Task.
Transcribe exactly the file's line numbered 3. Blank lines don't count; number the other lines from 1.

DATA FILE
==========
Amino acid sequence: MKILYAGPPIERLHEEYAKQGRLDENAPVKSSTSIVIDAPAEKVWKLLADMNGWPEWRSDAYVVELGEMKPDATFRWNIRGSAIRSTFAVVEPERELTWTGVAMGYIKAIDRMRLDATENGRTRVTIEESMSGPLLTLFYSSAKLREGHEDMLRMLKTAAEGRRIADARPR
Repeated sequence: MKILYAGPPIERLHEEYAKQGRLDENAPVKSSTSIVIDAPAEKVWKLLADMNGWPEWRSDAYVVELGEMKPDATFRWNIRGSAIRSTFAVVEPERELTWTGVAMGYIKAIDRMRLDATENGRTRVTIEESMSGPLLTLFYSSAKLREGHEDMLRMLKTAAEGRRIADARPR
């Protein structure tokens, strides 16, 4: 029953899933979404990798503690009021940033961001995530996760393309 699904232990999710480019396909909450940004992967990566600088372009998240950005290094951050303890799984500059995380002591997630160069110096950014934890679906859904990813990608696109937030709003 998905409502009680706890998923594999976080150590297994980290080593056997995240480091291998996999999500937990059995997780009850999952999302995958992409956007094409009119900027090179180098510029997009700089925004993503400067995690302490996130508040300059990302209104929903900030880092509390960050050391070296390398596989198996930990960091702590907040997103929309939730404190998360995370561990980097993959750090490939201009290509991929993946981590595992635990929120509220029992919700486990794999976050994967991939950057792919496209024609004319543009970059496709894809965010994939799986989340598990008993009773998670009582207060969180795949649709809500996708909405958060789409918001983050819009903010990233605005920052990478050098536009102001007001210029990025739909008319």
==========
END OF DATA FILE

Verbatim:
């Protein structure tokens, strides 16, 4: 029953899933979404990798503690009021940033961001995530996760393309 699904232990999710480019396909909450940004992967990566600088372009998240950005290094951050303890799984500059995380002591997630160069110096950014934890679906859904990813990608696109937030709003 998905409502009680706890998923594999976080150590297994980290080593056997995240480091291998996999999500937990059995997780009850999952999302995958992409956007094409009119900027090179180098510029997009700089925004993503400067995690302490996130508040300059990302209104929903900030880092509390960050050391070296390398596989198996930990960091702590907040997103929309939730404190998360995370561990980097993959750090490939201009290509991929993946981590595992635990929120509220029992919700486990794999976050994967991939950057792919496209024609004319543009970059496709894809965010994939799986989340598990008993009773998670009582207060969180795949649709809500996708909405958060789409918001983050819009903010990233605005920052990478050098536009102001007001210029990025739909008319």